Fireeye

Image source: FireEye.

On the surface, FireEye appeared to have a great quarter, increasing revenue 45% year over year. However, billings, an indicator of future revenue, came in well below the company's expectations. 

Metric

Company Guidance

Actual

 Revenue

$164 million-$168 million

$166 million

 Billings

$225 million-$230 million

$211 million

Let's look at why billings are an important metric for FireEye and let's look at two more metrics FireEye investors should play close attention to: customer count and operating cash flow.

Billings
When a FireEye customer purchases a product, that customer is required to also buy a one- to three-year support and maintenance contract. FireEye bills the customer in advance. However, per accounting rules, FireEye doesn't recognize the revenue until it delivers the service over the life of the contract. Therefore, billings are a more accurate metric to evaluate the strength of new business. FireEye has grown billings more than fivefold over the past three years:

Screen Shot

*FY15 Estimate is midpoint of company guidance.Source: Company filings

However, although billings have grown at a fast pace, the rate of year-over-year billing growth declined significantly in the third quarter. Billings grew 28% over the prior year, much slower than the 57% growth realized in the second quarter. Although 28% growth is significant, expectations for high-growth companies like FireEye are often lofty and investors are looking for more.

Customer count
I know what you're thinking: What business doesn't want to increase its customer count?

Let me elaborate.

A major part of FireEye's sales strategy is to get the customer in its ecosystem and then grow the relationship over time. This "land and expand" model has proved successful for the company. For example, a large technology company first purchased $25,000 of appliances from the company's security team in 2011. Once engaged with FireEye, the tech company was able to see the value in the service and product offerings. Today, that company, which was unnamed at the investor day at which it was discussed, has over $6 million in billings with FireEye. 

The following chart shows FireEye's top 25 customers. The wording is hard to read in this rendering, and no individual companies are named -- they are tagged by industry -- but the colors are the thing to watch. The red boxes indicate the customer's first purchase, while the blue boxes indicate follow-on purchases through the first quarter of 2015.

Palbir

Source: FireEye.

With the exception of one recent customer, all of FireEye's top 25 customers have made follow-on purchases. In 2014, 44% of FireEye's revenue consisted of follow-on purchases with current customers.

As of the quarter ended in September, FireEye had roughly 4,000 customers, a 41% increase over the prior year. Many of these customers engage with FireEye multiple times when there's a breach, and these engagements are all opportunities to upsell its products and services. For example, when a customer discovers a breach, they will typically engage with FireEye's incident response team. This team will investigate the breach, assess the damage done, and discover and eradicate the attacker. During FireEye's deployment, the customer will likely be made aware of vulnerabilities across the primary threat vectors: network, email, Web, endpoint, and mobile. At this point, the customer may wish to deploy a long-term strategy with FireEye to prevent future attacks.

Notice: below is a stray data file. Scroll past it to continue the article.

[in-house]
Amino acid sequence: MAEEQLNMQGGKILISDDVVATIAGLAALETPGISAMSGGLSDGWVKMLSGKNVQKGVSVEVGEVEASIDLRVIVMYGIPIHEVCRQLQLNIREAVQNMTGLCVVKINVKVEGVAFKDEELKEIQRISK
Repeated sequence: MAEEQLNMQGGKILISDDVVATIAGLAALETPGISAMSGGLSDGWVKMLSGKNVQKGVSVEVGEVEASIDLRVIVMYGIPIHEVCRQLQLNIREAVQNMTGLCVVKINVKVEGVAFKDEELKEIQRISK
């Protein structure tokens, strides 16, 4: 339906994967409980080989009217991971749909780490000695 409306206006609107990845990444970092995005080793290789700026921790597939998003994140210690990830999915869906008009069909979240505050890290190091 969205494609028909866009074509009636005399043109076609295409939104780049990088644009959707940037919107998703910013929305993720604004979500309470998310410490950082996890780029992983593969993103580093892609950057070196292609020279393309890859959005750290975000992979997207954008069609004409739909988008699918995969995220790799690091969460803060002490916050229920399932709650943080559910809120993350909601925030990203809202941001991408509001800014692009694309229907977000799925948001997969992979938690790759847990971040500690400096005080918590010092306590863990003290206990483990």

Given FireEye's success in expanding its relationship with customers, continued rapid growth in customer count will be an important indicator of future success.

Operating cash flow
Profit and positive cash flow don't appear to be in many technology companies' business plans. Until recently, it would have been easy to believe this was the case with FireEye. In 2014, the company had negative income of $444 million on $425 million in revenue. Operating cash flow fared slightly better, at a $131 million deficit.

But this year should end up being a better one for FireEye. Through three quarters, operating cash flow came in at $28 million. Given that the fourth quarter is the company's strongest, FireEye should finish the year with positive cash flow, two years sooner than expected.

Net income is still expected to come in at about a $250 million deficit for the year, but in FireEye's case, operating cash flow is a better indicator of the company's success. As I mentioned, FireEye bills and collects on services that aren't going to be delivered until future periods, so it can't always immediately recognize revenue. However, since it is able to collect cash in advance, it can continue to invest in the business with less reliance on external financing. Now that the company has a new CFO who calls cash flow one of his "favorite subjects," investors should expect operating cash flow to continue its upward trend.

Current and potential investors should pay close attention to FireEye's billings, customer count, and operating cash flow. The company's ability to grow these three metrics will be a significant determinant of its future success.

Palbir Nijjar owns shares of FireEye. The Motley Fool owns shares of and recommends FireEye. Try any of our Foolish newsletter services free for 30 days. We Fools may not all hold the same opinions, but we all believe that considering a diverse range of insights makes us better investors. The Motley Fool has a disclosure policy.